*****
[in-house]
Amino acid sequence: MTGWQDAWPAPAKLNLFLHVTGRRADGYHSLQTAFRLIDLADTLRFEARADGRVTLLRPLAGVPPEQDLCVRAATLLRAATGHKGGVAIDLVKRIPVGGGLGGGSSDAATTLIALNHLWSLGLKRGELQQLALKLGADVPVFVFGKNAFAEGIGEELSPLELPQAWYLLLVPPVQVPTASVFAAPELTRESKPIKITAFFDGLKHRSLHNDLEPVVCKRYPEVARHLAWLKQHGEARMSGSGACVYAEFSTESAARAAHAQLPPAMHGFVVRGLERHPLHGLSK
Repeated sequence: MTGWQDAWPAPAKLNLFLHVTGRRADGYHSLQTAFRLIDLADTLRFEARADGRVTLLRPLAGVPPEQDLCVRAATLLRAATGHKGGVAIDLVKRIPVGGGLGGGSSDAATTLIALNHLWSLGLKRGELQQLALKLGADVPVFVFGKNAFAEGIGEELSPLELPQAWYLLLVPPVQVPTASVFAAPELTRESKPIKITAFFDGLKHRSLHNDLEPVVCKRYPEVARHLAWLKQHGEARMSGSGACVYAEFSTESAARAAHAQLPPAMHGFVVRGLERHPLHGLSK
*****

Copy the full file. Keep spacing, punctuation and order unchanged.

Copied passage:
[in-house]
Amino acid sequence: MTGWQDAWPAPAKLNLFLHVTGRRADGYHSLQTAFRLIDLADTLRFEARADGRVTLLRPLAGVPPEQDLCVRAATLLRAATGHKGGVAIDLVKRIPVGGGLGGGSSDAATTLIALNHLWSLGLKRGELQQLALKLGADVPVFVFGKNAFAEGIGEELSPLELPQAWYLLLVPPVQVPTASVFAAPELTRESKPIKITAFFDGLKHRSLHNDLEPVVCKRYPEVARHLAWLKQHGEARMSGSGACVYAEFSTESAARAAHAQLPPAMHGFVVRGLERHPLHGLSK
Repeated sequence: MTGWQDAWPAPAKLNLFLHVTGRRADGYHSLQTAFRLIDLADTLRFEARADGRVTLLRPLAGVPPEQDLCVRAATLLRAATGHKGGVAIDLVKRIPVGGGLGGGSSDAATTLIALNHLWSLGLKRGELQQLALKLGADVPVFVFGKNAFAEGIGEELSPLELPQAWYLLLVPPVQVPTASVFAAPELTRESKPIKITAFFDGLKHRSLHNDLEPVVCKRYPEVARHLAWLKQHGEARMSGSGACVYAEFSTESAARAAHAQLPPAMHGFVVRGLERHPLHGLSK